If left to its own ways and specifically in an election year, the PTI will be tempted to push the debt/GDP to its pre-revised GDP levels, at the cost of future generations. At this juncture, the April’22 review meeting on the contours of FY23 budget can be ‘soft’ prior action for continued stabilization and tranche release. Most likely under this scenario, GOP will request that the seventh review meeting be shifted to mid-May’22 in order to comply with the soft prior action. If the IMF wants that tax/GDP ratio be raised by 2 percentage points, one to bring it to the previous level and additional one to show real improvement, it may be a no-no in the current toxic political environment. If the GOP insists on implementing a ‘home grown’ budget for FY23, and request that expenditure and revenues of the first quarter FY23 will prove it right, the possibility that seventh and eighth review will be clubbed, cannot be ruled out.

It might also need a geo-political and geo-strategic trump card to pursue a ‘people friendly budget’ laden with fiscal goodies in an election year. However, successful holding of the last two review meeting and release of tranches is no guarantee that GOP will sincerely implement the soft prior action as once it exits the program in Sept’22 it has the prerogative of announcing fiscal goodies in a mini budget in January’23, eight months ahead of the election date.

d) The PTI saddled with the ‘force’ ownership of the remaining program is anxious to get out of it as soon as possible as it is inflicting a heavy cost on its popularity. Hopefully, the ‘ides of March” will pass smoothly without a political shock. Globally, as well as nationally, inflation is unlikely to taper off at least in the next 3 months, so populist measures to increase employment and subsidize cost of living for the vulnerable may be the only tool to reduce the pain of inflation and also win votes.

The budget for FY23 may reflect this desire when more freebies (it has already announced tax rates relief for salaried class) and grandiose white elephant construction programmes (as opposed to soft infrastructure which is desperately needed to enhance productivity and competitiveness) are announced under the slogan of “Construction as the mother of 22 industries” to create employment and wealth to win votes.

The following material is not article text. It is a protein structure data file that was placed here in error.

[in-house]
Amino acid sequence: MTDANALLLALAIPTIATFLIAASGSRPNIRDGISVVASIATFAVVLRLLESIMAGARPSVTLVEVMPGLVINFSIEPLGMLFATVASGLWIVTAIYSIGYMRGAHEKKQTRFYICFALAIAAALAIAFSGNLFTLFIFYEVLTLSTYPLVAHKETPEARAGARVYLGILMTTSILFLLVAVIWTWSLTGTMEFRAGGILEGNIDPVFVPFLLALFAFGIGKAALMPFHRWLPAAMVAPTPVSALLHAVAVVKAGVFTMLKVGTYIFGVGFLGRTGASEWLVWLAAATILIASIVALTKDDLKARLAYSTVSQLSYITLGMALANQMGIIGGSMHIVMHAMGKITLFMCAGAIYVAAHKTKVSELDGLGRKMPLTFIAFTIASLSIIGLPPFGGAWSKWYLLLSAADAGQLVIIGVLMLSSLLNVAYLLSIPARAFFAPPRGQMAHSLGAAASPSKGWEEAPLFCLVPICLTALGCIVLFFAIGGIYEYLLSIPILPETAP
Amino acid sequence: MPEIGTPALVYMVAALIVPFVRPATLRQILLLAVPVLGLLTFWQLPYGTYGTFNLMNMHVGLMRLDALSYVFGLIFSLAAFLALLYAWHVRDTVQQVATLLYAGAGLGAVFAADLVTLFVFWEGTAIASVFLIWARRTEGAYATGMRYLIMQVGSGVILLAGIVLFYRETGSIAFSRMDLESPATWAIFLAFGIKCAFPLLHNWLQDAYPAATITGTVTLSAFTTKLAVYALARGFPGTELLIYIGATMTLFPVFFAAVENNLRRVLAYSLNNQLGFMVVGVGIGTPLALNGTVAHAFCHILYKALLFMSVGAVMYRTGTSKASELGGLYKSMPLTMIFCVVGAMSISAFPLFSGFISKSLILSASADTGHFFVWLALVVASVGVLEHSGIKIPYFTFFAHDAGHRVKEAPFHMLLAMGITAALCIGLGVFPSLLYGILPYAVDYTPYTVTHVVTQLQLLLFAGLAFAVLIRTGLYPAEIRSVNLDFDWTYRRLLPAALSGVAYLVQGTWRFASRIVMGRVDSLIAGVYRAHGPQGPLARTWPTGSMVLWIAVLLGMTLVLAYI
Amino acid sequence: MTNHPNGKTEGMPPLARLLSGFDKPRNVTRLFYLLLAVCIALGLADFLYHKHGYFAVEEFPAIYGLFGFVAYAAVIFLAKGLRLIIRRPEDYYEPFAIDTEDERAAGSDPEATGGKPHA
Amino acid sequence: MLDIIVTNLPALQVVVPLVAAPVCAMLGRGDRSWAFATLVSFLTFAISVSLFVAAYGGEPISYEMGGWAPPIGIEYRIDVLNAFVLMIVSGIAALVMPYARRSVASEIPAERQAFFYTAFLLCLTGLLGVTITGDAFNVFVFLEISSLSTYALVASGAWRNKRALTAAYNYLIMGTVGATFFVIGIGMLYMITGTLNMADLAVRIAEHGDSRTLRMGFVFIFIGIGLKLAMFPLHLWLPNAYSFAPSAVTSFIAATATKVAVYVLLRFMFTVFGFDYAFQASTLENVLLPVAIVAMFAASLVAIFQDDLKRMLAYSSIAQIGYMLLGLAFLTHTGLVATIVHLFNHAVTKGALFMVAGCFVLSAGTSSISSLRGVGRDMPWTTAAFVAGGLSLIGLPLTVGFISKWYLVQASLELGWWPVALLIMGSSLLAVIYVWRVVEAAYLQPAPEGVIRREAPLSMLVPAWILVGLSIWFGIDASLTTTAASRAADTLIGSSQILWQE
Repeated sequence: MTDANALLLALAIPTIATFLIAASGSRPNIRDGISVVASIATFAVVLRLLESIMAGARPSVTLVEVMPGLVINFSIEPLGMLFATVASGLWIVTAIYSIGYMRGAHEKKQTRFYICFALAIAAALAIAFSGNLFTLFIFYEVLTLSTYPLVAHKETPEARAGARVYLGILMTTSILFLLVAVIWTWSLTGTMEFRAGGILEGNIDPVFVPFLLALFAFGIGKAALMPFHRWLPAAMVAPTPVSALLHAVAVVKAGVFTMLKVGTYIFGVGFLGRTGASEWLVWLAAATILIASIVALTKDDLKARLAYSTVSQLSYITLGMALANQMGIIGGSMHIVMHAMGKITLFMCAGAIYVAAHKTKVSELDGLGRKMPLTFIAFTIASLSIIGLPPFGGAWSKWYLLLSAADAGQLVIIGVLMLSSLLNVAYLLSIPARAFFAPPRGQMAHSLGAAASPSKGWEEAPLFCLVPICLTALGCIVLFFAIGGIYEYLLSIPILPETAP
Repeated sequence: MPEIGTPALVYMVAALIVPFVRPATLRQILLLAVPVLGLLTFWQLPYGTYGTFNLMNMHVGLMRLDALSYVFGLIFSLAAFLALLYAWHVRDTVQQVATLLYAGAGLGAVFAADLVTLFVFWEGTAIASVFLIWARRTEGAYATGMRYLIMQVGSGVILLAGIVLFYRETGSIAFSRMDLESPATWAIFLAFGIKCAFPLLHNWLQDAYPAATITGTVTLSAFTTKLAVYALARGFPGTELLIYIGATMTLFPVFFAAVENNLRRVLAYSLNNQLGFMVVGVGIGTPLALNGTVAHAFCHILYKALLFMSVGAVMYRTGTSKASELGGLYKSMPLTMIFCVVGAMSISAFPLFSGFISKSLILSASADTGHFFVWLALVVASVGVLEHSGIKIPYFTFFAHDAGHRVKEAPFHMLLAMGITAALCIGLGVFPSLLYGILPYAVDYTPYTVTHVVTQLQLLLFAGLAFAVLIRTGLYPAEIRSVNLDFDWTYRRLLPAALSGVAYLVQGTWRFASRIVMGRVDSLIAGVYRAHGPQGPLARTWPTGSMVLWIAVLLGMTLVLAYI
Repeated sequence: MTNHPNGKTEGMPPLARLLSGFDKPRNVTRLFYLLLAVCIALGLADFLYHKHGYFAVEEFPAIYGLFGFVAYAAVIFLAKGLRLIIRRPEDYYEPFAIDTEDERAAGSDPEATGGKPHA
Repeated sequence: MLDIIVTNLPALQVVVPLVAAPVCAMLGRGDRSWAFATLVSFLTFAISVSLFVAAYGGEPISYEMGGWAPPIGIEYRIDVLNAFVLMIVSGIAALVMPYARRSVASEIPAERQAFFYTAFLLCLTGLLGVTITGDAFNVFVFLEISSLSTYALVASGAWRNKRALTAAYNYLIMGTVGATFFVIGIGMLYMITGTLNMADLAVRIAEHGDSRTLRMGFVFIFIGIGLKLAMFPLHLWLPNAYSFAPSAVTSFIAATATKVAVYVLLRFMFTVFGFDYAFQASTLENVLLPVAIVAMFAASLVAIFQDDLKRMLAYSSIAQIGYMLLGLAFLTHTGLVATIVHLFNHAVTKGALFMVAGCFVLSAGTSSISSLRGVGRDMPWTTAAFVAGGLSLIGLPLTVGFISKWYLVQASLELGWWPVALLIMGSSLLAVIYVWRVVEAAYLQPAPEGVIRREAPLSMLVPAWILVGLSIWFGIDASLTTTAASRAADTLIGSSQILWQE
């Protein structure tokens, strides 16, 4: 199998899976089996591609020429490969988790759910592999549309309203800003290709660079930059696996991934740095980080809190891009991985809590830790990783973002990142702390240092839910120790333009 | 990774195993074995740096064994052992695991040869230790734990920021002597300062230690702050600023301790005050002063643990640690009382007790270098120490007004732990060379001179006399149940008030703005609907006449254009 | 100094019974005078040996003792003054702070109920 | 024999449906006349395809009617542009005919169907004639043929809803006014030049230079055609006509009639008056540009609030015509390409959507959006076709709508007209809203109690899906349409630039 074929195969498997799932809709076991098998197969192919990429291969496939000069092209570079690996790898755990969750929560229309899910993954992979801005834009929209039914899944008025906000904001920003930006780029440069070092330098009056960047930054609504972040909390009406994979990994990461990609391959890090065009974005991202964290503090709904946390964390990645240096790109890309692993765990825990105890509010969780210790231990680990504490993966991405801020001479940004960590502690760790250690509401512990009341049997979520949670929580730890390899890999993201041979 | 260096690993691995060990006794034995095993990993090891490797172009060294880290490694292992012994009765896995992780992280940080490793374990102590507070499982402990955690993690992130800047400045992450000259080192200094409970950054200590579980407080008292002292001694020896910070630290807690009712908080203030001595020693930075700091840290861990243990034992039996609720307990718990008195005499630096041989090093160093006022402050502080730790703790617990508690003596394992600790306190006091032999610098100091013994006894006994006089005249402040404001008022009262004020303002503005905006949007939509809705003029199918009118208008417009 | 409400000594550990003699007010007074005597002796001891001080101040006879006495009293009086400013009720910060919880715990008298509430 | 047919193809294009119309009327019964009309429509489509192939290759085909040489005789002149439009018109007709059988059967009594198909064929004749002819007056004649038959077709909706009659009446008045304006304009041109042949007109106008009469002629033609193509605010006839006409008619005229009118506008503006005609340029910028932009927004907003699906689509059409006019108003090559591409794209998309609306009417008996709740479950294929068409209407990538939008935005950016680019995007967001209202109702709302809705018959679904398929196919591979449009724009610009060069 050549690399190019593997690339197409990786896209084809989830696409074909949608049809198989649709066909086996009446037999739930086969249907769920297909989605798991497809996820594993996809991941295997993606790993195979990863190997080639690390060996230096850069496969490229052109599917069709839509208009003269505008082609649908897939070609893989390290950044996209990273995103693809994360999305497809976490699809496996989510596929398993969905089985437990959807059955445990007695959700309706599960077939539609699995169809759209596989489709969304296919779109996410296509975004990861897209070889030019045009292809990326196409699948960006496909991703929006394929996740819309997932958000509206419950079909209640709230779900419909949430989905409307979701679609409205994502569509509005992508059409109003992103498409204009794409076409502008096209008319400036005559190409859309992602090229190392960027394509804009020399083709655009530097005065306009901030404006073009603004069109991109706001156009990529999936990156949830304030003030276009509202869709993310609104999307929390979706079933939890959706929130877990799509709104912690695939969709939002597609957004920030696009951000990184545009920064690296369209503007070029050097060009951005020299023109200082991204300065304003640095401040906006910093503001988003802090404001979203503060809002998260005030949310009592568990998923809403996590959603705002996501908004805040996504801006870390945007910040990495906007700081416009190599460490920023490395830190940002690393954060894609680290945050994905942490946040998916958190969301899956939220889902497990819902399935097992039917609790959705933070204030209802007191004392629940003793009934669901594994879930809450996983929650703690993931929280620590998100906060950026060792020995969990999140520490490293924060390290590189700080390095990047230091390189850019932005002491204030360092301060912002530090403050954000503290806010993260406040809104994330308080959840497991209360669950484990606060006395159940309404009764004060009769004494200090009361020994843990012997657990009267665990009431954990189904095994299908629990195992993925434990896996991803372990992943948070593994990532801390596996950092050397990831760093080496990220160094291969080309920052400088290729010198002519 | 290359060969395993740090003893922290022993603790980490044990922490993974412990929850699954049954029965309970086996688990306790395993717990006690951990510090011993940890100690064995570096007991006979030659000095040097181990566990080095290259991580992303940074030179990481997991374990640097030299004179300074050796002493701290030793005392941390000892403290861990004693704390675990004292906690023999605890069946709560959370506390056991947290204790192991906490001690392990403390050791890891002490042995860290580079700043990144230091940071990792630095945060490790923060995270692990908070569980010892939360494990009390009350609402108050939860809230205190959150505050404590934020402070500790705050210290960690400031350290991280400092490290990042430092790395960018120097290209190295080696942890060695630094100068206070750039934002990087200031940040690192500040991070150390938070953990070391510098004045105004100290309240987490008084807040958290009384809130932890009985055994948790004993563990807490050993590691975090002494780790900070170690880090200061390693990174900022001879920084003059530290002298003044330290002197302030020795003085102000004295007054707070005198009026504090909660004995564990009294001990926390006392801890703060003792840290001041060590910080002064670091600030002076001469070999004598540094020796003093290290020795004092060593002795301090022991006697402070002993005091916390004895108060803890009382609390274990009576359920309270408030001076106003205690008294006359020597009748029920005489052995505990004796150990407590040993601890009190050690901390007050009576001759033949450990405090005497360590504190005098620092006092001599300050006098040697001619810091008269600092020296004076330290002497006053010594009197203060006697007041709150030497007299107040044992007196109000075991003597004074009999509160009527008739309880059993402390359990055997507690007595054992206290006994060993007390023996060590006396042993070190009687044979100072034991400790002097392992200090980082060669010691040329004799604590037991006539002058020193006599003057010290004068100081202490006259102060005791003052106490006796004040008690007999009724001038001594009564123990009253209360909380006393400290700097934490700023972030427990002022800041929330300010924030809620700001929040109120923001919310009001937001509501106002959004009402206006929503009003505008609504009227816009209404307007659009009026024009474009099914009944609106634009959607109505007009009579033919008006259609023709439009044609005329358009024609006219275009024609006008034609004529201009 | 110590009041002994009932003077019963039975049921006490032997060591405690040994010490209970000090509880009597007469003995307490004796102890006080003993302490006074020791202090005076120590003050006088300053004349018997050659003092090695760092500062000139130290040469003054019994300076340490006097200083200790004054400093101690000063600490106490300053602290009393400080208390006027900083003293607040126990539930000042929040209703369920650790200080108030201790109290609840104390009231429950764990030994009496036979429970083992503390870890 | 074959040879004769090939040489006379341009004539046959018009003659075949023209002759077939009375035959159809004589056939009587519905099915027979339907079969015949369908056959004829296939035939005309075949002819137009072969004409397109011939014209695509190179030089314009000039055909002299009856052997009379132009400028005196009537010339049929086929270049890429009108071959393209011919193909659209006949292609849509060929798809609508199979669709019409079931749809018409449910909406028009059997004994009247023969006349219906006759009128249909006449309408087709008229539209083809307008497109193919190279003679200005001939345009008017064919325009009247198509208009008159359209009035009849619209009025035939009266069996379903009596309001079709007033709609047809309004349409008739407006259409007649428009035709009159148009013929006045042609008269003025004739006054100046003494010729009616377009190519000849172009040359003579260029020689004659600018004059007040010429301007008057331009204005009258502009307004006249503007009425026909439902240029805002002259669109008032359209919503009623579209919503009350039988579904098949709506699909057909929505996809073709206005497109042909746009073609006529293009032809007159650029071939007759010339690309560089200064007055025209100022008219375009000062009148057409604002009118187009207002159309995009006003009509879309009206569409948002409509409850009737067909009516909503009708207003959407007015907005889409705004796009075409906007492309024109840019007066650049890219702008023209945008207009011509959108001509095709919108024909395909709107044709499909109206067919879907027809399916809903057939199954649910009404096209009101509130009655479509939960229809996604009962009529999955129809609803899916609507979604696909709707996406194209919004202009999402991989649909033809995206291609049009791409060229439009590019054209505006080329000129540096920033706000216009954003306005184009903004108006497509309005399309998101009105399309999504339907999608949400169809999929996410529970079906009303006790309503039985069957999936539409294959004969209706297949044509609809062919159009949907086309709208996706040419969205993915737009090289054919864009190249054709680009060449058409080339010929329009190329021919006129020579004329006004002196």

It will boost imports and thus facilitate revenue generation at the cost of further weakening of the rupee and diluting efforts to broaden the tax base. In summary, political exigencies and last-minute demand for pound of flesh from various mafias, including post-budget U-turns, a common ritual after the announcement of every budget, during quarter July-September’22 can pose a challenge for a successful 8th review in September’22.

This programme was a lame-duck programme from the very beginning. Lack of political ownership, pandemic waves followed by on-going episode of world-wide inflation and desperation to win a landslide victory at home forced it to follow in the footsteps of previous 20 failed programmes in terms of deep-rooted structural reforms and has left backlog of reforms for future governments.

Geo-political, Geo-economics (a new buzz word) and Geo-strategic are wrapped up in a deck of cards. Shuffling it any time can yield a ‘trump card’ to any of the players depending on the type of game and stakes involved. Lets’ hope when the GOP goes for another IMF programme in 2024, it gets a ‘trump card’ to wriggle out of tough structural reforms once again.

Copyright Business Recorder, 2022